Afterglow fiber bundle shines for hours

Nov. 1, 2000
Researchers at Ryukoku University (Otsu, Japan) have combined phosphorescent oxides and fluorescent dyes to create an optical-fiber-based afterglow illuminator that emits in the dark without any electrical power input.
(Photo courtesy of Ryukoku University)
Linear array of 37 fluorescent 1-mm-diameter fibers is embedded in a polymer that contains phosphorescent oxides. The loose fiber ends are collected into a bundle and their ends polished. Light from the phosphorescent material causes the fibers to fluoresce. The resulting fiber output has high power density and low divergence. Afterglow emission lasts for hours after excitation.
Linear array of 37 fluorescent 1-mm-diameter fibers is embedded in a polymer that contains phosphorescent oxides. The loose fiber ends are collected into a bundle and their ends polished. Light from the phosphorescent material causes the fibers to fluoresce. The resulting fiber output has high power density and low divergence. Afterglow emission lasts for hours after excitation.

Researchers at Ryukoku University (Otsu, Japan) have combined phosphorescent oxides and fluorescent dyes to create an optical-fiber-based afterglow illuminator that emits in the dark without any electrical power input. The device is, in effect, a light-rechargeable flashlight.

The illuminator shares qualities with a type of fluorescent solar concentrator invented more than 20 years ago. Such a concentrator consists of one or more planar sheets of transparent dye-containing material. When sunlight strikes the sheet, much of the emitted fluorescence is channeled by the sheet via total internal reflection (TIR) to its thin edges, where it can be collected by photovoltaic cells of much-smaller total area than the sheet. Instability of the dyes under bright sunlight and absorption of the emitted light within the sheets have hampered widespread use of the concentrators.

What the Ryukoku researchers have done (in addition to changing the geometry from a sheet to a fiber bundle) is to add a phosphorescent material, making light emission possible long after the excitation source has been removed. Phosphorescent materials such as strontium aluminate (SrAl2O4) have a long-lasting afterglow. The researchers first tried dispersing SrAl2O4 powder in a clear resin but found that the samples scattered light too strongly to be of much use. They then hit on the right combinationfibers doped with a fluorescent material and embedded in a polymer filled with phosphorescent powder (see figure). The polymer is of lower refractive index than the fiber to allow for TIR.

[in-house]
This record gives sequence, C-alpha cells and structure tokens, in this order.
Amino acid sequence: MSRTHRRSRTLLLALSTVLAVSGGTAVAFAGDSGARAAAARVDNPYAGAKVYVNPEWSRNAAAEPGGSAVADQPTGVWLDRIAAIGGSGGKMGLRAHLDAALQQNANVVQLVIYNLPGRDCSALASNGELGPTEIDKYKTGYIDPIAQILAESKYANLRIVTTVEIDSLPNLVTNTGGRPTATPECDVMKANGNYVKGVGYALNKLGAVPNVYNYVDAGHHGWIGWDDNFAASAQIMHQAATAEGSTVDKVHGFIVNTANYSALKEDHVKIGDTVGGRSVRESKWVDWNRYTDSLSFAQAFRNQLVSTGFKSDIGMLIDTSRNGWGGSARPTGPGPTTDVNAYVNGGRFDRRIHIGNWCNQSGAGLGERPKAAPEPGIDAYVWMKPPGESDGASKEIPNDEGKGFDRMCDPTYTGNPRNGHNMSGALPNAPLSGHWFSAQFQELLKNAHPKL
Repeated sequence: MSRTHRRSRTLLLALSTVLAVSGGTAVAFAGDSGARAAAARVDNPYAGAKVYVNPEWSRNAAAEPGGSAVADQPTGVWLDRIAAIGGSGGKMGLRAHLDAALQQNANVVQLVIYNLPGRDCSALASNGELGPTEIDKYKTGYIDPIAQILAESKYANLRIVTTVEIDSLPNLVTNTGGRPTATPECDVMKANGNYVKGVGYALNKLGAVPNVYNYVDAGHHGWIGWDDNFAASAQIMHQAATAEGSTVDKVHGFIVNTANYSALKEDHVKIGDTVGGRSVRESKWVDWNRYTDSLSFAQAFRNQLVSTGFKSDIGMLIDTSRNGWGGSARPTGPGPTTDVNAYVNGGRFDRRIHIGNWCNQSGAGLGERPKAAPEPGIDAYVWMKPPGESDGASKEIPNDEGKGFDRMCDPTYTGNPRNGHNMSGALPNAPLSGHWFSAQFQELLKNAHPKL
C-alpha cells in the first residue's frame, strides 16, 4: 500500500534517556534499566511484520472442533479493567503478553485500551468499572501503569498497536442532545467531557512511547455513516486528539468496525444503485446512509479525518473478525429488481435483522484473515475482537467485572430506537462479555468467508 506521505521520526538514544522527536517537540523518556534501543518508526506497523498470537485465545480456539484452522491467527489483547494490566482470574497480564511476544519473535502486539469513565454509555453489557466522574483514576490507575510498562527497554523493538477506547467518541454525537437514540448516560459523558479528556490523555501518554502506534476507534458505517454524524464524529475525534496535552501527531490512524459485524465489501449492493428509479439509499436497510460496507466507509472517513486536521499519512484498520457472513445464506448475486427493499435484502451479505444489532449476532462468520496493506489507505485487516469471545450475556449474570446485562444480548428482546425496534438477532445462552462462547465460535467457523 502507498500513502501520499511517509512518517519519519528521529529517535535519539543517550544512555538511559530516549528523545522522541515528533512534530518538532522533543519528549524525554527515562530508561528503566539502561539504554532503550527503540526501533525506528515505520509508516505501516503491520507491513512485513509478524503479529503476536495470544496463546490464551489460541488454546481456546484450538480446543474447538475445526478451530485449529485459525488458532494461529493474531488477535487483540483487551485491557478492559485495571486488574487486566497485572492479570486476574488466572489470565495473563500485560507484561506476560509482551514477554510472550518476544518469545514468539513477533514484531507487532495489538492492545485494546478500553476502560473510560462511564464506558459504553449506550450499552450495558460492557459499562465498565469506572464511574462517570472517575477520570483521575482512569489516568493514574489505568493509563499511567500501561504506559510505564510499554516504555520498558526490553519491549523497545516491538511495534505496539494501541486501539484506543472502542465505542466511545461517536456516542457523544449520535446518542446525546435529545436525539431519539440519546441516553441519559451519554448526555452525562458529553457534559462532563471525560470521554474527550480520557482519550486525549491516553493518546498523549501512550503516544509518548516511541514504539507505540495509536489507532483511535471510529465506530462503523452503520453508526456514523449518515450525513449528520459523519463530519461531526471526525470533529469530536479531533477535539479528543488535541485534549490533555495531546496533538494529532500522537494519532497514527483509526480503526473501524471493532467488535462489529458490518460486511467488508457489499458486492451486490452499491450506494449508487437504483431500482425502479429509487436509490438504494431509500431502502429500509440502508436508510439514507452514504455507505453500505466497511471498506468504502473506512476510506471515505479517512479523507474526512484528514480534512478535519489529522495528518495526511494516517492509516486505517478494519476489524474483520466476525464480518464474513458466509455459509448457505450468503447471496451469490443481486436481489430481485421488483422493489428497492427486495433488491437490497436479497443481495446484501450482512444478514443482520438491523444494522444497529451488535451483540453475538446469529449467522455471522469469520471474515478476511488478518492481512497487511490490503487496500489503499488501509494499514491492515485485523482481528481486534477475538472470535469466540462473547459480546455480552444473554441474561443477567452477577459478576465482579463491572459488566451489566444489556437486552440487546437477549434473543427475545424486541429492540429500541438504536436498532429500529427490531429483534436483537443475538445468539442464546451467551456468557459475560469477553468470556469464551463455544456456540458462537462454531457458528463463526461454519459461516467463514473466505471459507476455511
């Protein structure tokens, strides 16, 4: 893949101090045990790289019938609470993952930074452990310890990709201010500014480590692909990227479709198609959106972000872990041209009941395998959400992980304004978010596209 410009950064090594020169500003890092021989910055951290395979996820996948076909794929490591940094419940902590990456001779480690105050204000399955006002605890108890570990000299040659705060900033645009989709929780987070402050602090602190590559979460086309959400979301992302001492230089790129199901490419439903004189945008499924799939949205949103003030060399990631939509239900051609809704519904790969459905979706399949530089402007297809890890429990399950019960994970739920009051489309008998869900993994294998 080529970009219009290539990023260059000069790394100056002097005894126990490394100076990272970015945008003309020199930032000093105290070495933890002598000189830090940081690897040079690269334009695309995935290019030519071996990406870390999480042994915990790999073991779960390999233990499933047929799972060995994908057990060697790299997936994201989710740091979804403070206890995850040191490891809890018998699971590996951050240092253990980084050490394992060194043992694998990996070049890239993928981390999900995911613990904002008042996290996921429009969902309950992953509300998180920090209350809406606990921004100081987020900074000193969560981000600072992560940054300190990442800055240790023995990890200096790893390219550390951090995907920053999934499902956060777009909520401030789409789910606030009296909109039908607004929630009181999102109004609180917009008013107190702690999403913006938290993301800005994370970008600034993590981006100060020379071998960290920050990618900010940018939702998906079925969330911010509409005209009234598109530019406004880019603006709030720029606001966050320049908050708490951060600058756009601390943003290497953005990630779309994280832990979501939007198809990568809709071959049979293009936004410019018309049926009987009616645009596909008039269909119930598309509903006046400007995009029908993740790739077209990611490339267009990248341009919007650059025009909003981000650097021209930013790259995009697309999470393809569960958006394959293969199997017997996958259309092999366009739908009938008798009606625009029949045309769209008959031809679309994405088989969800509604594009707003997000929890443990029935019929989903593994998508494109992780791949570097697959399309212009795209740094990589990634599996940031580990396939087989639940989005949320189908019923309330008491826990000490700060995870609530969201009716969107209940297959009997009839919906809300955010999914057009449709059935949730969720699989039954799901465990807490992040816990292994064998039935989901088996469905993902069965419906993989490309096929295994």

Commercially available fluorescent fibers from Bicron (Solon, OH) were used along with phosphorescent materials composed of oxides of aluminum, boron, strontium, and other elements. The researchers chose two combinations: a blue phosphorescent material with a green fluorescent fiber and a green phosphorescent material with a yellow fluorescent fiber. After being excited by light, the phosphorescent material emitted an afterglow, stimulating fluorescence in the fiber. Total internal reflection channeled light to the fiber ends.

The assembly was illuminated for five minutes by an ordinary fluorescent lamp. The green fiber emitted at a peak wavelength of 500 nm, while the yellow fiber peaked at both 590 and 630 nm. Light output of the yellow fibers was measured at 1.4 µW ten seconds after the light was turned off, an output that decayed with a time constant (1/e lifetime) of 2 min for the first 10 minutes and then a time constraint of 80 min for hours afterward. The fibers enhanced the light intensity of the phosphorescent materials up to 30 timesan action similar to that of a fluorescent solar concentrator on sunlight.

A larger fiber bundle would produce more light. Lengthening the fibers would also boost the light output, but only up to a point where output intensity saturates due to absorption. The key to still-higher emission per fiber, say the researchers, is to incorporate a fluorescent dye in which the emission wavelength is separate from its absorption band.

About the Author

John Wallace | Senior Technical Editor (1998-2022)

John Wallace was with Laser Focus World for nearly 25 years, retiring in late June 2022. He obtained a bachelor's degree in mechanical engineering and physics at Rutgers University and a master's in optical engineering at the University of Rochester. Before becoming an editor, John worked as an engineer at RCA, Exxon, Eastman Kodak, and GCA Corporation.

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